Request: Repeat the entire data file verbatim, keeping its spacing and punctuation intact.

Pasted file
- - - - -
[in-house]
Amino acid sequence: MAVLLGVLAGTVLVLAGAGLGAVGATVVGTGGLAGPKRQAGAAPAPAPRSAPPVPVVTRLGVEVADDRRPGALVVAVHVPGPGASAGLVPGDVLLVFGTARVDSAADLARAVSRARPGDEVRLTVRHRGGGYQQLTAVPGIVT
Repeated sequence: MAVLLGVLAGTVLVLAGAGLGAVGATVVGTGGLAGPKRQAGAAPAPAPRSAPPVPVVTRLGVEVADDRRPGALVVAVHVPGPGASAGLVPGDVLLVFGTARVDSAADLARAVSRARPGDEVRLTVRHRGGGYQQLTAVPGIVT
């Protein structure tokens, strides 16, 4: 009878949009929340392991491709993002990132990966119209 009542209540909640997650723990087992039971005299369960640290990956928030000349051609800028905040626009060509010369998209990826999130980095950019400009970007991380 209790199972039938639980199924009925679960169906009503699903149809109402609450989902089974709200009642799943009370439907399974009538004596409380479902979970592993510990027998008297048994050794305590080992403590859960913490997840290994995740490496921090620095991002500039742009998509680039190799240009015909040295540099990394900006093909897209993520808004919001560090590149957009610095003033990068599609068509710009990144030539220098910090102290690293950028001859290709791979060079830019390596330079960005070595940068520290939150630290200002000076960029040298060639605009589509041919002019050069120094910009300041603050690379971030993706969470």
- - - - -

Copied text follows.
[in-house]
Amino acid sequence: MAVLLGVLAGTVLVLAGAGLGAVGATVVGTGGLAGPKRQAGAAPAPAPRSAPPVPVVTRLGVEVADDRRPGALVVAVHVPGPGASAGLVPGDVLLVFGTARVDSAADLARAVSRARPGDEVRLTVRHRGGGYQQLTAVPGIVT
Repeated sequence: MAVLLGVLAGTVLVLAGAGLGAVGATVVGTGGLAGPKRQAGAAPAPAPRSAPPVPVVTRLGVEVADDRRPGALVVAVHVPGPGASAGLVPGDVLLVFGTARVDSAADLARAVSRARPGDEVRLTVRHRGGGYQQLTAVPGIVT
């Protein structure tokens, strides 16, 4: 009878949009929340392991491709993002990132990966119209 009542209540909640997650723990087992039971005299369960640290990956928030000349051609800028905040626009060509010369998209990826999130980095950019400009970007991380 209790199972039938639980199924009925679960169906009503699903149809109402609450989902089974709200009642799943009370439907399974009538004596409380479902979970592993510990027998008297048994050794305590080992403590859960913490997840290994995740490496921090620095991002500039742009998509680039190799240009015909040295540099990394900006093909897209993520808004919001560090590149957009610095003033990068599609068509710009990144030539220098910090102290690293950028001859290709791979060079830019390596330079960005070595940068520290939150630290200002000076960029040298060639605009589509041919002019050069120094910009300041603050690379971030993706969470």